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Now showing items 81 - 84 of 84

  • Metal halide doped metal borohydrides for hydrogen storage: The case of Ca(BH(4))(2)-CaX(2) (X = F, Cl) mixture RID C-3834-2012

    Lee, Ji Youn   Lee, Young-Su   Suh, Jin-Yoo   Shim, Jae-Hyeok   Cho, Young Whan  

    We have explored metal halide doping in metal borohydrides in order to modify hydrogen desorption/absorption properties of such high-capacity solid-state hydrogen storage materials. The specific application here is 10 mol% addition of CaX(2) (X = F, Cl) to Ca(BH(4))(2). The materials are analyzed using insitu X-ray diffraction, differential scanning calorimetry, thermogravimetry, and IR spectroscopy, and the experimental results are compared against theoretical predictions from first-principles. Interestingly, in a fully hydrogenated state, CaCl(2) dissolves into Ca(BH(4))(2) whereas CaF(2) exists as a separate phase. During the course of dehydrogenation, CaH(2)-CaF(2) solid solution, CaHCl, and a new Ca-H-Cl compound are observed. In-situ X-ray diffraction study reveals that CaX(2) interacts with Ca(BH(4))(2) in the early stage of decomposition, which could facilitate a direct decomposition of Ca(BH(4))(2) into CaH(2) and CaB(6) without forming intermediate phases such as CaB(2)H(x) which seem to be thermodynamically in close competition with the formation of CaH(2) and CaB(6). Our first-principles calculation estimates that the decrease in the decomposition temperature due to the CaH(2)-CaX(2) interaction would be less than 10 degrees C, and therefore the major contribution of CaX(2) is to change the dehydrogenation pathway rather than the overall thermodynamics. (c) 2010 Elsevier B.V. All rights reserved.
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  • Stability for the Mixed Type of Quartic and Quadratic Functional Equations

    Lee, Young-Su   Kim, Soomin   Kim, Chaewon  

    We establish the general solutions of the following mixed type of quartic and quadratic functional equation: f(2x + y) + f(2x - y) = 4f(x + y) + 4f(x - y) + 2f(2x) - 8f(x) - 6f(y). Moreover we prove the Hyers-Ulam-Rassias stability of this equation under the approximately quartic and the approximately quadratic conditions.
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  • Effect of Hydrogen Back Pressure on Dehydrogenation Behavior of LiBH(4)-Based Reactive Hydride Composites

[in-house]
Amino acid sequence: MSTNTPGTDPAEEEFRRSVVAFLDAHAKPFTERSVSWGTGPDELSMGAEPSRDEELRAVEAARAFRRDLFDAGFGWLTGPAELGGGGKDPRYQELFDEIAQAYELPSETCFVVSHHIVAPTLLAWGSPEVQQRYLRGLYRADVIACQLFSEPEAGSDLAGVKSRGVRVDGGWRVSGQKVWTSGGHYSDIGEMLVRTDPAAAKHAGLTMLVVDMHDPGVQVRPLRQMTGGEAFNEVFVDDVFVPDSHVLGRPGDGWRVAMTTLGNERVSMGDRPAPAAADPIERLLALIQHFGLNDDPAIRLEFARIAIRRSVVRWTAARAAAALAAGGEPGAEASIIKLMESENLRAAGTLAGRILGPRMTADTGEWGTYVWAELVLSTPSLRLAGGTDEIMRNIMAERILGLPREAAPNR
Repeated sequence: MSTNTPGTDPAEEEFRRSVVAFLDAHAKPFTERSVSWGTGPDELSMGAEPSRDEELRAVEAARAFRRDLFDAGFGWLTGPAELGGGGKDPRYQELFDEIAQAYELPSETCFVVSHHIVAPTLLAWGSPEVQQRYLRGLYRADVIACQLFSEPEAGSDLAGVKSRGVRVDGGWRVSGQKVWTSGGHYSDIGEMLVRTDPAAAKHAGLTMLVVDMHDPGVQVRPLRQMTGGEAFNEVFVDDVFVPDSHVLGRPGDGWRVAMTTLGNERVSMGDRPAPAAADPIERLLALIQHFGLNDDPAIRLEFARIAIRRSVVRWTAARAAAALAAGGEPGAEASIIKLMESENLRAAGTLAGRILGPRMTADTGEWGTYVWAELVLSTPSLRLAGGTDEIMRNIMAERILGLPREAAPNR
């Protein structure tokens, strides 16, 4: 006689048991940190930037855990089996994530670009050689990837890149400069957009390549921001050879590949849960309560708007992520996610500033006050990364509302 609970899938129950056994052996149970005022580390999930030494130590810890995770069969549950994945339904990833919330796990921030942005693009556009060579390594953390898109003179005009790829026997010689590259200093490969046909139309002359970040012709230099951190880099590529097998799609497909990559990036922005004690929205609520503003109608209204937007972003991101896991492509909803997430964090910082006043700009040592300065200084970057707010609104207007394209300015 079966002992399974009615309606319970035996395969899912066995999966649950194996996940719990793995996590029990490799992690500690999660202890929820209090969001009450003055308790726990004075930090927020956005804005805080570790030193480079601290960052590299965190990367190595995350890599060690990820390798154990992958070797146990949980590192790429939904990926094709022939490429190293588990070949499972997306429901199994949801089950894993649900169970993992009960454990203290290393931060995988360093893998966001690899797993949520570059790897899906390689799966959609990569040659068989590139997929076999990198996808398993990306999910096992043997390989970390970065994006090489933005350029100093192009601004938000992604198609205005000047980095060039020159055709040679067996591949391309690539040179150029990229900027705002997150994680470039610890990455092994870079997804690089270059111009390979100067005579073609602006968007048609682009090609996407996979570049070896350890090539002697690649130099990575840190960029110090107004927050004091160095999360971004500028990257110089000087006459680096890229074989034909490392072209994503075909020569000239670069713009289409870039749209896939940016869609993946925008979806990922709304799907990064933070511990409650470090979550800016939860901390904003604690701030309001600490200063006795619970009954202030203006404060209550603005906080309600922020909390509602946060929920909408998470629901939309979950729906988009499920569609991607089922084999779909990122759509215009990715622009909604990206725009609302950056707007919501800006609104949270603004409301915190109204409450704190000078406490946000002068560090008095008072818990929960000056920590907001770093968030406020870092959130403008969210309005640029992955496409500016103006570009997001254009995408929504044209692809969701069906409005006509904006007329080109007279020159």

Shim, Jae-Hyeok   Lim, Jae-Hag   Rather, Sami-ullah   Lee, Young-Su   Reed, Daniel   Kim, Yoonyoung   Book, David   Cho, Young Whan  

    Hydrogen back pressure remarkably promotes the formation of metal boride during, the dehydrogenation of 4LiBH(4) + YH(3), 6LiBH(4) + CeH(2) and 6LiBH(4) + CaH(2) composites, which seems to be a general phenomenon in LiBH(4)-based reactive, hydride composites that enables mutual destabilization,between LiBH(4) and metal,hydride. The formation of metal boride plays a crucial role in the reversible hydrogen storage properties of these composites. The dependence of the dehydrogenation behavior on hydrogen back pressure might be associated with the microstructural evolution of the dehydrogenation products formed by a solid liquid reaction.
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  • Numerical simulation of long-term precipitate evolution in austenitic heat-resistant steels RID D-1605-2011 RID C-3834-2012

    Shim, Jae-Hyeok   Kozeschnik, Ernst   Jung, Woo-Sang   Lee, Seung-Cheol   Kim, Dong-Ik   Suh, Jin-Yoo   Lee, Young-Su   Cho, Young Whan  

    Numerical simulation of the long-term precipitate evolution in five different austenitic heat-resistant steels - NE709, Super304H, Sanicro25, CE8C-PLUS and HTUPS - has been carried out. MX and M(23)C(6) are predicted to remain as major precipitates during long-term aging in these steels. While the average size of MX is maintained below several ten nanometers during the aging, that of M23C6 exceeds 100 urn after 100,000 h of aging at 700 degrees C. The addition of 3 wt% Cu produces very fine Cu-rich precipitates during aging in Super304H and Sanicro25. It is found that the amount of Z phase starts to increase remarkably between 1000 and 10,000 h of aging at the expense of MX precipitates in the steels containing a high nitrogen content. However, the growth rate of Z phase is relatively slow and its average size reaches at most a few ten nanometers after 100,000 h of aging at 700 degrees C, compared with 9%-12% Cr ferritic heat-resistant steels. The simulated precipitation sequence and precipitate size during aging are in general agreement with experimental observations. (C) 2010 Elsevier Ltd. All rights reserved.
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